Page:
3) Being Prepared - This skill is probably a very basic one, but you'd be surprised how many people don't practice this. Disaster can happen at any time, and you should be ready for the worst. In fact, the Boy Scout Motto is to Be Prepared. In the organization, we strive to teach everyone the importance of being prepared for an event, task, or situation that may arise. This could be knowing a skill, having correct gear or materials for an event, or just knowing what to do in an event.

4) Volunteering - Giving back to the community is something everyone should be doing. Easy ways for achieving this is to donate money, old clothes, or old household items, work in a soup kitchen, volunteer time at a local animal shelter, or spend some time with senior citizens to keep them company. In scouting, any youth who wants to attain the Eagle Scout rank has to do a leadership project. Usual projects include building signs for towns and cemeteries, renovating church courtyards, donation drives, and other building projects. For my project (which was done about 3 years ago and about 50 extra pounds), I did a donation drive for Pets Alive, a local no-kill animal shelter. I was able to give back to the community, as well as help out little fur-balls who needed supplies!


5) Goal Setting - Setting a goal for yourself is a great way to try and achieve something. In scouting, we have tried to instill a motto on how to set goals, and that is using SMART goal planning. The SMART acronym stands for Specific, Measurable, Attainable, Realistic, and Timely. Making goals in this manner will help you achieve your full vision of the future, and for you to achieve your dream.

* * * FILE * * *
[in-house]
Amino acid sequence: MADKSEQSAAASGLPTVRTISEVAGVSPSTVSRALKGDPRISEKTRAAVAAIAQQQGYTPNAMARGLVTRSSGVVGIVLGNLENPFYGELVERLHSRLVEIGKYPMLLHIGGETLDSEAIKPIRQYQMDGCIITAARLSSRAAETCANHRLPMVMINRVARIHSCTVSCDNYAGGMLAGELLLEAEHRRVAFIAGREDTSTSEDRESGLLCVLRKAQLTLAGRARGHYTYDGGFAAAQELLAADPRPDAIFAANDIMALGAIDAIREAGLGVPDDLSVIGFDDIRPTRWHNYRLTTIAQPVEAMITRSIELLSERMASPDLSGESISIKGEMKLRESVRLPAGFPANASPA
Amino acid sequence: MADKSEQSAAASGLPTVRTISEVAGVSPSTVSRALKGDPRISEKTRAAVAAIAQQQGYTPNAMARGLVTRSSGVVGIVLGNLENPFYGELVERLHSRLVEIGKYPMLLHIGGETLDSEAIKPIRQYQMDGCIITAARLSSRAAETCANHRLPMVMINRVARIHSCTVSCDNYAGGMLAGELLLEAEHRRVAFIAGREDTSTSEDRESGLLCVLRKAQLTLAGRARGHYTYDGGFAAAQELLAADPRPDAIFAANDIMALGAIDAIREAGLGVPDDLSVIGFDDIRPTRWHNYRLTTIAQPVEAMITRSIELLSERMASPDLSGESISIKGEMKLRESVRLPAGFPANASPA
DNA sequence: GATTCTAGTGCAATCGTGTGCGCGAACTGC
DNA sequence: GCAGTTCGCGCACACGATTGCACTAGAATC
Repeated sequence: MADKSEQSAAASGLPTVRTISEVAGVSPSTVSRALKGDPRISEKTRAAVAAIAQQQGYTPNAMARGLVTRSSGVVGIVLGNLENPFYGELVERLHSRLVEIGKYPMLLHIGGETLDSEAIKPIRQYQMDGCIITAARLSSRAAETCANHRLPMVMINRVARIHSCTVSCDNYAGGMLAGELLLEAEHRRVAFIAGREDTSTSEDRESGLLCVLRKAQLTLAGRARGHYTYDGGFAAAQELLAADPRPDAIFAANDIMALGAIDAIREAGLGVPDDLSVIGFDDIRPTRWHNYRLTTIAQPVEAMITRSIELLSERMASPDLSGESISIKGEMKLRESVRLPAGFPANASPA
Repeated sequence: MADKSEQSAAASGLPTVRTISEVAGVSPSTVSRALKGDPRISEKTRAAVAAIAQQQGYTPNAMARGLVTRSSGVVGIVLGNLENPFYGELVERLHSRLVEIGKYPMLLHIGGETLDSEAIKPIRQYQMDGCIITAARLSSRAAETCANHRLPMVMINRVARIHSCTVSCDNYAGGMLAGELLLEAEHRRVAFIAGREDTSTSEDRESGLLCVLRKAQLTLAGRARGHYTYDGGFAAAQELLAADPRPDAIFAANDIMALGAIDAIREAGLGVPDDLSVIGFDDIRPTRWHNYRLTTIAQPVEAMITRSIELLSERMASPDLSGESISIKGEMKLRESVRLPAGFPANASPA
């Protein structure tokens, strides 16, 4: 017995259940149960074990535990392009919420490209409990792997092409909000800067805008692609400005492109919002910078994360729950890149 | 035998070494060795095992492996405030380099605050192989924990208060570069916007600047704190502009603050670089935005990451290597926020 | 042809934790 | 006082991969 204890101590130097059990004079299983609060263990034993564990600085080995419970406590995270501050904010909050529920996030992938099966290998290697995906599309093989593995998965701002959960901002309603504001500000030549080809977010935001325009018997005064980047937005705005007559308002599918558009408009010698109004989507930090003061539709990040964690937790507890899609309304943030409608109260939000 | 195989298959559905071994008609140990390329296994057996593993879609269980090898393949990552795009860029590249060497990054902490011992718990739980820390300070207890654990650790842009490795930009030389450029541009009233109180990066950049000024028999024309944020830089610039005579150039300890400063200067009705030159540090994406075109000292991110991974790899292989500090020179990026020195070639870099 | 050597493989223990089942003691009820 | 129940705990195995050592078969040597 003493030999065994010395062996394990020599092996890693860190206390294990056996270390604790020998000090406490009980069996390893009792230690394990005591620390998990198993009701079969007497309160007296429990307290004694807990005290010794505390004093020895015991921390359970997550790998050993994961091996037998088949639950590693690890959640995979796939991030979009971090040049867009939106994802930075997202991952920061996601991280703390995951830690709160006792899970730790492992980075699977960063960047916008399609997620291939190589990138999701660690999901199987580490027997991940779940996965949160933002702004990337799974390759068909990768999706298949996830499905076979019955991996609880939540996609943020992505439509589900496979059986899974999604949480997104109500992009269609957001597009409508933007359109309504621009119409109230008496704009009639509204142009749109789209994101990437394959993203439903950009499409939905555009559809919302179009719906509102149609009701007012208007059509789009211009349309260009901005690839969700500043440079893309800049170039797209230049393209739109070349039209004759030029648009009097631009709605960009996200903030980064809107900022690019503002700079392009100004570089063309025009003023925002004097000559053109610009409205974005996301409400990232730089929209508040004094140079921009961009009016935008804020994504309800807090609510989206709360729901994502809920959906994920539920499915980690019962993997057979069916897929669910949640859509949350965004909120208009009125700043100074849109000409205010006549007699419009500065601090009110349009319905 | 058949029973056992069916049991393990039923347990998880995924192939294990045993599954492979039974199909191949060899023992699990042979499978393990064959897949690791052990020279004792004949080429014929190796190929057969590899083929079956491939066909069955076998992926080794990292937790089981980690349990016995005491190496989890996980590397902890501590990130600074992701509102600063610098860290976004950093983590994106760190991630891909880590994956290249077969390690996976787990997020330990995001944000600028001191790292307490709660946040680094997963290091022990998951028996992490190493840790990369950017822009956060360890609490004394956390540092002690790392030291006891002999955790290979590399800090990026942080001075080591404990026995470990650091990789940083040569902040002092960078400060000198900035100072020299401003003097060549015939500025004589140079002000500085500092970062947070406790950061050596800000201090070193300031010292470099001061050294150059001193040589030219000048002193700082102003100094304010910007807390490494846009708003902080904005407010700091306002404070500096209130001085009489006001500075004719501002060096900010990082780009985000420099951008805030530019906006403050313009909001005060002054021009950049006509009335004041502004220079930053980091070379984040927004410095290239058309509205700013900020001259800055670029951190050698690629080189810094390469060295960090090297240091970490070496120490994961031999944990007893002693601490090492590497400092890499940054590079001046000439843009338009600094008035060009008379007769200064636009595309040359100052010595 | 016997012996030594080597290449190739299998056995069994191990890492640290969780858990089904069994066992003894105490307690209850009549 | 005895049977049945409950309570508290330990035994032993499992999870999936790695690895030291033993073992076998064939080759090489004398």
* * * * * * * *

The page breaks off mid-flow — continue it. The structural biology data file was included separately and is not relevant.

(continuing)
Even though I have aged out of the youth portion of the Boy Scouts of America, I now volunteer as an Adult Leader. I can still help youth, as well as other adults, learn these skills and teach them how to use them in everyday life. If you are looking into joining a Boy Scout style program, but are over 18, fear not! Until you are 21, you can join a Venture Crew! They do a lot of the same things that the Boy Scouts of America does, but allows older "youth" scouters. But what if you're over 18? Again, fear not! You can still join a local Scout troop and volunteer as an adult leader. The Boy Scouts of America holds seminars for adult leaders to learn these same skills that the youth are learning.